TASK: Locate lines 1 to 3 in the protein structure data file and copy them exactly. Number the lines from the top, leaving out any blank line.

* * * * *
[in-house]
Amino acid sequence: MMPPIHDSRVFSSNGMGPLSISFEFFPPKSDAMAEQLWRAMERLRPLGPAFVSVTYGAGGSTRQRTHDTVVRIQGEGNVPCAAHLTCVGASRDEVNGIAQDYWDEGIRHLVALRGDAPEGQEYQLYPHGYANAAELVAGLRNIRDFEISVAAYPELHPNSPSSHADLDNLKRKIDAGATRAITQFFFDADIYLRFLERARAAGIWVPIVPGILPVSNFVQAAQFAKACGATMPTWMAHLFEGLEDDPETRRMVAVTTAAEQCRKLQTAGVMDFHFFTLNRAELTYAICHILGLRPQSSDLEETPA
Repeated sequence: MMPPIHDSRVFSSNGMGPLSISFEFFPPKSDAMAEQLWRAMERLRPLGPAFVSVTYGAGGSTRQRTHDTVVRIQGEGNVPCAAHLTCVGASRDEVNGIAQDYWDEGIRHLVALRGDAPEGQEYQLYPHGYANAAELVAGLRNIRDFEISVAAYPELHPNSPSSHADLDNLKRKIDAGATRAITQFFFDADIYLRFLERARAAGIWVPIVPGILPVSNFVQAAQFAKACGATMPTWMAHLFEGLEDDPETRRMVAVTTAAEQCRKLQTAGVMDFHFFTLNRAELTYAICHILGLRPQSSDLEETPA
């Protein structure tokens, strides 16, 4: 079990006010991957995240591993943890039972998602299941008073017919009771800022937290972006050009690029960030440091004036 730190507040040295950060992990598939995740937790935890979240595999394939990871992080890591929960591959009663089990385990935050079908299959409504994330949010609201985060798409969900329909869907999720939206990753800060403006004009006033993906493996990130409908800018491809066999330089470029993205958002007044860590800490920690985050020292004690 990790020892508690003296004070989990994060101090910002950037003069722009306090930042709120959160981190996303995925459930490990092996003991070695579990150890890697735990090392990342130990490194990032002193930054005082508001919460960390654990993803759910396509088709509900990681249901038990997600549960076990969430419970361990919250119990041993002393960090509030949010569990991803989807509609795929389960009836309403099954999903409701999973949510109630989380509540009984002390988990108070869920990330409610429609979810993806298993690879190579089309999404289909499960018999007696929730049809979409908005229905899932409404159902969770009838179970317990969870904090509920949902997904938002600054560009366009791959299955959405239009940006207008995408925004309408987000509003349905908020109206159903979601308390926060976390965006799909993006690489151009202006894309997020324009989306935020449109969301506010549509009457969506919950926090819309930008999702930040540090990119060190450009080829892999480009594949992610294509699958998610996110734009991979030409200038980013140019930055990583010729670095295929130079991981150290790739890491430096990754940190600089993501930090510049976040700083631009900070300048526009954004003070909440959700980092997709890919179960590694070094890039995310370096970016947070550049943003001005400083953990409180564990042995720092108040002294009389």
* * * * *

[in-house]
Amino acid sequence: MMPPIHDSRVFSSNGMGPLSISFEFFPPKSDAMAEQLWRAMERLRPLGPAFVSVTYGAGGSTRQRTHDTVVRIQGEGNVPCAAHLTCVGASRDEVNGIAQDYWDEGIRHLVALRGDAPEGQEYQLYPHGYANAAELVAGLRNIRDFEISVAAYPELHPNSPSSHADLDNLKRKIDAGATRAITQFFFDADIYLRFLERARAAGIWVPIVPGILPVSNFVQAAQFAKACGATMPTWMAHLFEGLEDDPETRRMVAVTTAAEQCRKLQTAGVMDFHFFTLNRAELTYAICHILGLRPQSSDLEETPA
Repeated sequence: MMPPIHDSRVFSSNGMGPLSISFEFFPPKSDAMAEQLWRAMERLRPLGPAFVSVTYGAGGSTRQRTHDTVVRIQGEGNVPCAAHLTCVGASRDEVNGIAQDYWDEGIRHLVALRGDAPEGQEYQLYPHGYANAAELVAGLRNIRDFEISVAAYPELHPNSPSSHADLDNLKRKIDAGATRAITQFFFDADIYLRFLERARAAGIWVPIVPGILPVSNFVQAAQFAKACGATMPTWMAHLFEGLEDDPETRRMVAVTTAAEQCRKLQTAGVMDFHFFTLNRAELTYAICHILGLRPQSSDLEETPA